his health, and once more fitted him physically for
the arduous duties of his official position.
—Hon. DAVID REESE, died at Owego, on
the 23d ult., of disease of the heart, aged 50 years.
He represented Tioga County in the Legislature of
New York, in the winter of 1857.
—WM. M. BEETEM, Cashier of the Carlisle
Deposit Bank, committed suicide last week by
hanging himself. No cause is assigned for his
—J. R. DRI M, General Ticket and Freight
Agent of the P. & E. Itailroad, at Williamsport,
was arrested last week, and held to bail in the sum
of SIO,OOO for alleged deficiency in his cash ac
count with the company.
—Hilton R. Helper, of North Carolina,
author of "The Impending Crisis of the South,"
has been appointed tax collector of the Third Dis
trict of that State.
- -Robert E. Lee, late Major-General in
the Rebel army, is sojourning at the Clifton House,
Niagara Falls. It is said that C. L. Vallandigham
has also gone to the same place, probably to have
a conference with the noted chieftain.
—Gen. John F. Hartranft is talked of as
likely to receive the Union nomination for Sur
veyor-General in Pennsylvania.
—lt iB said that Mr. Montgomery Blair
proposes to succeed B. G. Harris as a Member of
Congress from Maryland.
—Gen. Sheuck and Senator Sherman
are both reported as confident of success in the
contest for the United States Senator in Ohio.
—The lion. Schuyler Colfax and party
were welcomed by the State authorities on their
arrival at Salem, Oregon, on the 19th ult.
—The appointment of Col. P. C. Ellmaker,
ot Philadelphia, as U. S. Marshal for the Eastern
District of Pennsylvania, in place of Hon. William
Milward, was officially announced on Saturday.
—Gen. Butler forwarded his resignation
to the War Department about the Ist inst., but
was returned " not accepted." The Gen. is there
fore still in the army.
—The Right Rev. Alonzo Potter, Bishop
of the Diocese of Pennsylvania, died in San Fran
cisco on the 4th of July. Few particulars of his
death have yet been received, but it is known that
he was taken ill on the 26th nit., and in spite of
the most unremitting care and skill he sank rap
—Captain Dean, who escaped from Har
risburg while under eourt-iuartial a short time ago,
was captured at Sunbury disguised as a uegro, and
making his way to Canada. He is now in confine
ment and securely guarded.
—A. B. Slaymaker, formerly of Lancas
ter, Pa., committed suicide at St. Louis on the
9th. He was thirty-two years of age, and com
mitted the deed because of disappointment in
—John Minor Botts is preparing an ad
dress to his fellow-citizens of Virginia, urging
! them to vote for negro suffrage.
—Lieut. Gen. Grant and family, accora
! panied by members of his staff, lefl Washington on
I Monday evening week, on a brief tour through the
north. The General and suite will spend a short
time at Saratoga, after which he will proceed to the
mountains of New England and to Halifax, re
maining absent about three weeks.
—Arthur Tappan, the venerable and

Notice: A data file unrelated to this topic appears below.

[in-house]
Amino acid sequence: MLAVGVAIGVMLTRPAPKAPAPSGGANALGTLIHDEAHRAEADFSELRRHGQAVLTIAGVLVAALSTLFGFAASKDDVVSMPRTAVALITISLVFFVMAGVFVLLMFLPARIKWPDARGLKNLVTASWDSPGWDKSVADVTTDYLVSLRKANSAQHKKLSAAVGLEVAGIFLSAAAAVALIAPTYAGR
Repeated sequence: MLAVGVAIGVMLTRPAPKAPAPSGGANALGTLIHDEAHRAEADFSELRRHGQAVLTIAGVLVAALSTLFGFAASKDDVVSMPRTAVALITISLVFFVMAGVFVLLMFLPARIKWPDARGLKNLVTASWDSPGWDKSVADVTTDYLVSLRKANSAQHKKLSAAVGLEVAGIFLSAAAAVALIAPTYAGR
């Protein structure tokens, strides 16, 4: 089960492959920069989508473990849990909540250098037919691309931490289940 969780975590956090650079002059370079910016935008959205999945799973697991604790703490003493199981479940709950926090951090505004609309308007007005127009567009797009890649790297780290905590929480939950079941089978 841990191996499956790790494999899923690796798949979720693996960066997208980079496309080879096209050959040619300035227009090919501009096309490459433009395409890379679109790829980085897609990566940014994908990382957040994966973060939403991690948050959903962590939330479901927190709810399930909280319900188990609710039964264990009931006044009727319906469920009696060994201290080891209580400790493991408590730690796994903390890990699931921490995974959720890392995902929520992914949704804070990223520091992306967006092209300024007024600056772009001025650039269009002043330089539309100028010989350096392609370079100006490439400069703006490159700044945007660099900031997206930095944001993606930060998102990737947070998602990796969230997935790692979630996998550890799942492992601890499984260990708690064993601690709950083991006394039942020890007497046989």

well-known Abolitionist of former days, died at
New-Haven on Sunday week, 80 years of age.
The village of Bainbridge, Chenan
go County, was the scene of quite a stirring
little history on the afternoon of July if
The dam of the large mill-pond up among
the hills broke away, and the water in two
largo currents, one along the bed of the
stream, and another over the fields, rushed
toward the village sweeping off in its
course a house, a shop, sheds, carriages,
furniture, fences; piling up lumber of all
sorts against the bridge and residences.
Mr. Packard's losses in wagons and livery
are more than a thousand dollars. Mr. Van
Zandt lost his house and furniture. Mr.
Pettis and Mr. Phinney sufl'ered consider-1
bly. Beams, logs, broken furniture and
boards were left in the midst of lawns and
ornamental grounds ; several gardens were
cleared out, aud admired velvet grass was
enriched with unwelcome mud as by the
overflowing of the Nile, but bereft of all
its veidant beauty. Fortunately no person
A LIVING DEATH. —Describing the Dry
Tortugas, to which place it is understood :
the government has sent Mudd, Spangler, i
Arnold and O'Laughlin, a contemporary |
says, in view of the magnitude of their
crime, that a more suitable place of punish- J
ment for these conspirators could not have
been selected. The solemn roll of the
waves of the Gulf; the silent and even
ghostly air, or rather want of air, on these
lifeless coral reefs j the absence of every
living thing save the albatross and the |
shark ; "the bine above and the blue be-1
low," in one unvarying monotony, save the '
infrequent visits of the hurricane, which |
only adds terror to desolation—all these
may faintly picture the far seaward homo
of those to whom tho law aud the testimony
have denied the boon of death. I
Indian Troubles in the Far West
Foot Lakamie, Thursday, July 27, 1860.
One thousand Cheyennes, Sioux, Arrapa
hoe, Blackfect and a few Uoniauclics at
tacked Platte Bridge Station, on the tele
graph road, on Tuesday This garrison
numbered less than 250. The fight lasted
two days and resulted in a heavy loss to
the Indians. The loss on our side was Lt.
Collins and one enlisted maji of the 11th
Ohio Cavalry, killed, and 34 men wounded,
25 of whom belong to the 11th Ohio Caval
ry and the 11th Kansas regiment. The